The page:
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  1. #1
    Join Date
    Jul 2013
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    3

    Question Concrete Pad (slab)

    I am planning on purchasing and then housing a portable generator in a suncast utility shed I purchased. I need to assure both are level. I plan on placing the shed, housing the generator, on a concrete pad I'll have to build. This project is to be a DIY. I plan on using Quikcrete Crack Resistant Concrete mix and a mold to create it. My concern, before I even begin, is how to provide some kind of drainage for this small slab and maintain a level surface at the same time. I don't know how necessary drainage will be for an approx. 4' x 6' slab sitting in a backyard; but, I would like to avoid mould growth and also keep the generator area relatively dry. Any thoughts or sugestions?

  2. #2
    Join Date
    Aug 2007
    Posts
    7,191

    Default Re: Concrete Pad (slab)

    A perfectly flat slab won't hold water, it just won't shed it as quickly as a sloped slab. For the size you're talking about, don't worry about it, just set your forms level. When you screed it off, DO NOT over-screed it, the more times you drag a screed across it, the more concrete you'll remove, and the more likely you'll create a divot that will hold water. Also, make sure you crown your screed (bow up ).

    You should also keep the top of the slab higher than the surrounding dirt, the amount will be dependent upon the slope of the surrounding grade and other landscape details.

    Since you're going to put a shed over the slab, you have to worry even less about water issues/drainage, if you're really concerned, you can size the slab to the shed and use Z-flashing around the perimeter to prevent water intrusion, but again, for a generator, not an issue. Also, make sure this shed is well ventilated and that the generator is exhausted outside of the shed, both of these things will prevent toxic gas build-up within the shed, whether the generator is running or not.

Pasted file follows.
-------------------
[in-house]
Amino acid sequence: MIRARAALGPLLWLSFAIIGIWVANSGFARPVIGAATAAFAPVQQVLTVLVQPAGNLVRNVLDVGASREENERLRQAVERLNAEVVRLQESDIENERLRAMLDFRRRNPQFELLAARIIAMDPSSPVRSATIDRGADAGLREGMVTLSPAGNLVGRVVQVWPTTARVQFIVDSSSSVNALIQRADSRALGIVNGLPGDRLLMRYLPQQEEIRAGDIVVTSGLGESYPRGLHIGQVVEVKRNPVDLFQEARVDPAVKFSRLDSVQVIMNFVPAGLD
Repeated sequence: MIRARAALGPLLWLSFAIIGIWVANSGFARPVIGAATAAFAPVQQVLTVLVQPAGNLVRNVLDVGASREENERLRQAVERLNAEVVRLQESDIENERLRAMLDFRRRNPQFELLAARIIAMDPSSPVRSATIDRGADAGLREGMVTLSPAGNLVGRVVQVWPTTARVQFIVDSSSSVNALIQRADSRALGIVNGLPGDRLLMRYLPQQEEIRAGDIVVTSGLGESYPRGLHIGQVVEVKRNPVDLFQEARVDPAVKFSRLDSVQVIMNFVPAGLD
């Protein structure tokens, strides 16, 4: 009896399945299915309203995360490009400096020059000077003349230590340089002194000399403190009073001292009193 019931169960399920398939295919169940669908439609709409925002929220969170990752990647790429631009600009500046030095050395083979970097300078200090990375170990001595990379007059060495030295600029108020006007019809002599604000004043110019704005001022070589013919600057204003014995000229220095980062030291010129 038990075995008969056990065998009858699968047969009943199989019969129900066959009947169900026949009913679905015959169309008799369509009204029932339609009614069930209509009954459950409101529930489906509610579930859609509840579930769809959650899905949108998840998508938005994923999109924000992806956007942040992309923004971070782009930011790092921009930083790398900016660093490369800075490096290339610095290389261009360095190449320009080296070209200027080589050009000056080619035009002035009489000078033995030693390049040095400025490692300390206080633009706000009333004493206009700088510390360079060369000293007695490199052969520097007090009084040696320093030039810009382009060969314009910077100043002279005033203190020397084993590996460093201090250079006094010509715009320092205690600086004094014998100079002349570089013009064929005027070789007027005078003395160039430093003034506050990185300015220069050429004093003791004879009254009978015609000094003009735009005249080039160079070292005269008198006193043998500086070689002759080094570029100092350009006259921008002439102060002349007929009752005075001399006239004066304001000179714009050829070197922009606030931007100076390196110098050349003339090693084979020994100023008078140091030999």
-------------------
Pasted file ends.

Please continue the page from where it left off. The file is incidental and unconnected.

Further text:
I suffer from CDO ... Its like OCD, but in alphabetical order, LIKE IT SHOULD BE!!!

  3. #3
    Join Date
    Jul 2010
    Location
    SoCal
    Posts
    6,736

    Default Re: Concrete Pad (slab)

    If you have never worked with concrete, read/watch demonstrations on youtube first, before you start.

    For a small slab, there is no need for drainage. You just lay a 6mm plastic sheet before you pour, then bring the plastic up and secure it on the walls, under the exterior of the shed. The shed interior will stay dry like this. Just make sure the finish grade of your slab is 4" or 6" higher than the ground.

  4. #4
    Join Date
    Dec 2010
    Location
    Houston Texas
    Posts
    2,969

    Default Re: Concrete Pad (slab)

    Watching some good YouTube videos is a good idea. Watch the ones from the QuickCrete company.

    You can make the exact footprint of the generator the high spot and the rest of the slab sloped at 1/4" per foot or more, OR you can make little legs for the generator OR just make it flat and don't worry too much about it.

  5. #5
    Join Date
    Jan 2013
    Posts
    20

    Default Re: Concrete Pad (slab)

    You've got some good advice already to watch videos from DIY projects using Quikcrete. Try to watch actual DIY videos if possible, even if it is the product being used by a paving contractor. At least you will know exactly what you are getting into, and you don't have to wonder if it is just a promotional video from the Quikcrete company.

    Here is a video selection just from doing a quick search on youtube. Watch the one's that best match your project.

    DIY slab with Quikcrete


    Good luck!

  6. #6
    Join Date
    Jan 2008
    Posts
    2,203

    Default Re: Concrete Pad (slab)

    Concrete is never perfectly flat, so if puddling might be an issue I'd add some slope- it won't hurt the generator to sit on a 1/16 or 18/ inch per foot slope. The warning to place engines on a level surface is to discourage the less-intelligent from trying to run them on a hillside where the slope is too large. If the slope still bugs you, use disposable bondo paddles to shim the machine to perfectly level. Only on a house slab or foundation do I aim for perfectly level because dampness is going to be a bigger enemy that levelness in most cases. In your case I'd slope towards the door from all directions, just keep it slight.

    Phil

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